Link Crew helps students adjust to new school

August 31, 2011|By MARIE GILBERT |
  • Students do the wave as a team exercise in the Link Crew program at South Hagerstown High School.
By Yvette May/Staff Photographer

Jennifer Harman remembers the uneasy feeling of being a freshman at South Hagerstown High School.

The building seemed enormous, people where strangers and her course load was intimidating.

But the transition from eighth grade to ninth was made easier, she said, thanks to an upperclassman who helped her feel more comfortable in her surroundings.

Her mentor was part of a nationally recognized program called Link Crew — an initiative that helps younger students adjust to their new schools.

Have a question about a particular class? Interested in more information on a club or extracurricular activity?  Need some study tips?

A member of Link Crew can help.

“It’s like having a big brother or sister to turn to,” Harman said. “When I was a freshman, I really benefitted from the program.”

Now, Harman, 15, wants to lend a hand to a new group of incoming freshmen who are facing the same challenges.

On a recent summer morning, the South High junior joined about 80 classmates for a training session in the school gymnasium.

At first, it could have been mistaken for a pep rally. The students who filled the bleachers waved their arms, screamed and did cheers.

It was all in preparation for a freshman orientation, during which juniors and seniors use activities to promote connection.

Each of the Link Crew members — or leaders, as they are known — was chosen through an interview process, said Amy Warrenfeltz, student intervention specialist at South High.

Only juniors and seniors are eligible to apply “and this year we had to turn students away,” she said. “A lot of kids beg us to be part of the program. It’s become a big honor to be selected.”

Warrenfeltz said leaders have to be eligible academically, “but we also want to select students who can connect with individuals with a wide range of interests and backgrounds.”

Link Crew has been in place in Washington County schools for five years, said Warrenfeltz, who oversees the program at South with fellow teacher Barbara Cosner. South High has participated for four years.

A similar program called Where Everybody Belongs or WEB is offered at the middle school level, where eighth-graders are paired with incoming sixth-graders.

Warrenfeltz said the program kicks off prior to the opening of school with a high-energy freshman orientation that includes activities and school tours and continues throughout the year with social events with Link leaders.

About five students are assigned or linked to each leader, she said.

“We’ve really had good results,” Warrenfeltz said. “The leaders were once freshmen, so they understand the questions and confusion that accompany that first year of high school.”

Many students have become part of the program because they remember how much it helped them when they were entering high school, she said.

“I remember how scary it was,” Harman admitted. “I remember walking around the building and thinking how big it was. But during orientation, my Link leader gave me a tour and suggested shortcuts from one classroom to another. And that helped a lot.”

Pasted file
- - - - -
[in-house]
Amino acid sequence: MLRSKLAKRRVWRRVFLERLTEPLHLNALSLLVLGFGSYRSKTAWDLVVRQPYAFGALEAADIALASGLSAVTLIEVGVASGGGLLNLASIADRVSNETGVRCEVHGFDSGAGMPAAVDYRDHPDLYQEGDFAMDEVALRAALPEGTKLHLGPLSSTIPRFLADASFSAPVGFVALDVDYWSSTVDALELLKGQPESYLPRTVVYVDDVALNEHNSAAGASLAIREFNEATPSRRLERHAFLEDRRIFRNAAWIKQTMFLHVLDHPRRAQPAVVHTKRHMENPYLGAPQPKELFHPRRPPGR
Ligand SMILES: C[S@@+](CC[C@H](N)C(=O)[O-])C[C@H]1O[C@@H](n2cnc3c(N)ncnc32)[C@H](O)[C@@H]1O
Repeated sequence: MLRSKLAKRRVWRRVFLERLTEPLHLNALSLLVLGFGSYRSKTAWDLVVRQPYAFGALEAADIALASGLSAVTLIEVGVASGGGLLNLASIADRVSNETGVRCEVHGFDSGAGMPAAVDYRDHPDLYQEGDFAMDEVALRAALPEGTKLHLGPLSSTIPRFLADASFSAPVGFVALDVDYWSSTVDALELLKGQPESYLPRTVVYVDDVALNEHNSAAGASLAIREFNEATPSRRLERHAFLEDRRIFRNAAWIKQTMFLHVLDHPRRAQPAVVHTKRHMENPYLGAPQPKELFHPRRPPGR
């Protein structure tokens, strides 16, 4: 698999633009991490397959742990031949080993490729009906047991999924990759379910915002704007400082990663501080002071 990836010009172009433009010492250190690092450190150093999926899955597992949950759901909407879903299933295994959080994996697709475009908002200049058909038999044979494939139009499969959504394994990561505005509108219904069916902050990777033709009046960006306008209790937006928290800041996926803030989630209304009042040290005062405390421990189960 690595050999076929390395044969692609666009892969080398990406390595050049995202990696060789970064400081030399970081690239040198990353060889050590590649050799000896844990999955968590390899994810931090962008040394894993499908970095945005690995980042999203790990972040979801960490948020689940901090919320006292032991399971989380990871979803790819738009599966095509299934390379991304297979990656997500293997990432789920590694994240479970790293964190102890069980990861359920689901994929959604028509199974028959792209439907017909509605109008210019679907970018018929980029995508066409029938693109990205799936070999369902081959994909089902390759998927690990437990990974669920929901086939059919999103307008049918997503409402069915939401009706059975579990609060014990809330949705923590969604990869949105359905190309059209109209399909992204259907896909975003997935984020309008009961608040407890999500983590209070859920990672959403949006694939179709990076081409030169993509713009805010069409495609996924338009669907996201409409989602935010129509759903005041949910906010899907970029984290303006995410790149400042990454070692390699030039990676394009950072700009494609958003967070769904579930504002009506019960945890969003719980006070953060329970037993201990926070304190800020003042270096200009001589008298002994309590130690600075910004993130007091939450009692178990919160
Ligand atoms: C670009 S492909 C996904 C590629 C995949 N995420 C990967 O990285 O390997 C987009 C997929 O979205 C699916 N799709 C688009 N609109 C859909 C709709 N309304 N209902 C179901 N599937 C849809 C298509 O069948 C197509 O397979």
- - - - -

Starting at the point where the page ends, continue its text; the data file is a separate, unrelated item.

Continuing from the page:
An 18-year-old senior at South High, Katharina Stout is in her first year as a Link leader. She became involved, she said, because she likes helping other people.

“I remember being scared to ask for help,” she said. “When you’ve been in the same shoes as someone, you understand. I think I can really help other kids make the adjustment.”

This is the second year that senior Maranatha Teferi, 17, has been a Link Crew leader.

“It’s really satisfying to know you’re helping others,” Teferi said. “As a freshman, I think it’s really reassuring to know you have an upperclassman to turn to whenever you have a problem.”

Kevin Cook-Smith, 16, said this is his first year with the Link program.

The senior said he enjoyed the training activities, which “make me feel more confident about my responsibilities.”

He also was looking forward to helping the freshmen students with whom he will be linked.

“I think I can help make their transition a lot easier,” he said.

Senior Jordan Dickens, 16, said he enjoyed being part of the Link Crew program last year and anticipates another rewarding year.

“It was really fun,” he said. “But it also helped me with my leadership skills. And that definitely helps on your college resume.”

Dickens said he didn’t see a lot of freshmen last year who were struggling.

“But I think it made them feel comfortable knowing they had someone to turn to if they had a question,” he said.

Dickens said he thinks the activities that surround freshman orientation also help students acclimate to a bigger school.

“Little things like learning where your classes are and how to get there are really important to a freshman,” he said. “Plus, it helps them realize that high school is fun.”

What every freshman should know

The following tips were provided by South Hagerstown High School for its students. The teachers stressed that these are not suggestions implemented by all Washington County schools.

  • 1. There will be drama. Do your best to not get involved.
  • 2. Respect your teachers and each other.
  • 3. Get involved in school activities and stay eligible.
  • 4. Ask questions if you don’t know something.
  • 5. Keep cellphones off from 8:45 a.m. to 3:30 p.m.
  • 6. Be yourself. Don’t change for other people.
  • 7. Always put school first.
  • 8. Don’t start out on the wrong foot. This is your new beginning.
  • 9. Make new friends.
  • 10. Be on time for school and classes.

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